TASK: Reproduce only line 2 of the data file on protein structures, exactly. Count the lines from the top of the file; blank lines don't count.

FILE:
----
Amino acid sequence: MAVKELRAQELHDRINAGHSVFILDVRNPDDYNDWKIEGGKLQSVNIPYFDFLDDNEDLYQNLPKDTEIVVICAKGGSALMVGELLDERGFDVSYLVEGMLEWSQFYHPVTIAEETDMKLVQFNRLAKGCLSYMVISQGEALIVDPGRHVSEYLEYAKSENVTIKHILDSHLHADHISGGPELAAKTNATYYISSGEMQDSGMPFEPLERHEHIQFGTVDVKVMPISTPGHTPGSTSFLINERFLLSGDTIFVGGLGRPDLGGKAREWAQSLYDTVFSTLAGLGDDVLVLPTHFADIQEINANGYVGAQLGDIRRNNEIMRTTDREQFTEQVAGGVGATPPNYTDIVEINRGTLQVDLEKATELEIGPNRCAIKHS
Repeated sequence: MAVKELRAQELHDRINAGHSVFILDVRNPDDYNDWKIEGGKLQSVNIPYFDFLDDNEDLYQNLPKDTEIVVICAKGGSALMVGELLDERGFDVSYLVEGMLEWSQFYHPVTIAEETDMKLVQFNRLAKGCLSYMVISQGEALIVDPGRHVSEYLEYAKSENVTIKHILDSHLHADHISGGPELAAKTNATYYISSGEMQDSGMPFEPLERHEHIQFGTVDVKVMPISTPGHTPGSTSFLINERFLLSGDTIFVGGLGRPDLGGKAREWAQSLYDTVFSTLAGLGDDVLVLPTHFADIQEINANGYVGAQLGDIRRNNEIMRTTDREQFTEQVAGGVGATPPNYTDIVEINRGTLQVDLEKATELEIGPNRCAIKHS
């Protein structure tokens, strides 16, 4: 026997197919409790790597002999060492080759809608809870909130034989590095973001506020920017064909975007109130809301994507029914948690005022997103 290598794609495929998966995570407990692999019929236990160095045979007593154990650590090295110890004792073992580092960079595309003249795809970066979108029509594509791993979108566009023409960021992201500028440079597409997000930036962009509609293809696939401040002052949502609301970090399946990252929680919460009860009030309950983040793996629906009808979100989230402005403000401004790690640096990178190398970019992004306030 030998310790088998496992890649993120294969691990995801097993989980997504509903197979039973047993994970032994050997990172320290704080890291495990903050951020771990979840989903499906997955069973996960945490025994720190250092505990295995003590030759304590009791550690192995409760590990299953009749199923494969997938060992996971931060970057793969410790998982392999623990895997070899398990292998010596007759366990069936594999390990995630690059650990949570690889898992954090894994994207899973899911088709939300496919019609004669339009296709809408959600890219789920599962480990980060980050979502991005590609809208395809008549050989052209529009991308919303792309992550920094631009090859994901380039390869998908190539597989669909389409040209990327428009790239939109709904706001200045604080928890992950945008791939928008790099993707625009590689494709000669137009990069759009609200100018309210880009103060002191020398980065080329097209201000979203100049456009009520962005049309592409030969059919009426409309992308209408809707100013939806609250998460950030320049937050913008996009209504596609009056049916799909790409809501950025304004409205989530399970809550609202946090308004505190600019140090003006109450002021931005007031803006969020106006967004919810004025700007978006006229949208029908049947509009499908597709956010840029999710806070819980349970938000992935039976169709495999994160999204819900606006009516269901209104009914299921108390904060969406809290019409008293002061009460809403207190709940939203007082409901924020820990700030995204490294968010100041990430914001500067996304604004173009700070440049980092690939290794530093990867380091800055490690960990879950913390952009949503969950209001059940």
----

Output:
Repeated sequence: MAVKELRAQELHDRINAGHSVFILDVRNPDDYNDWKIEGGKLQSVNIPYFDFLDDNEDLYQNLPKDTEIVVICAKGGSALMVGELLDERGFDVSYLVEGMLEWSQFYHPVTIAEETDMKLVQFNRLAKGCLSYMVISQGEALIVDPGRHVSEYLEYAKSENVTIKHILDSHLHADHISGGPELAAKTNATYYISSGEMQDSGMPFEPLERHEHIQFGTVDVKVMPISTPGHTPGSTSFLINERFLLSGDTIFVGGLGRPDLGGKAREWAQSLYDTVFSTLAGLGDDVLVLPTHFADIQEINANGYVGAQLGDIRRNNEIMRTTDREQFTEQVAGGVGATPPNYTDIVEINRGTLQVDLEKATELEIGPNRCAIKHS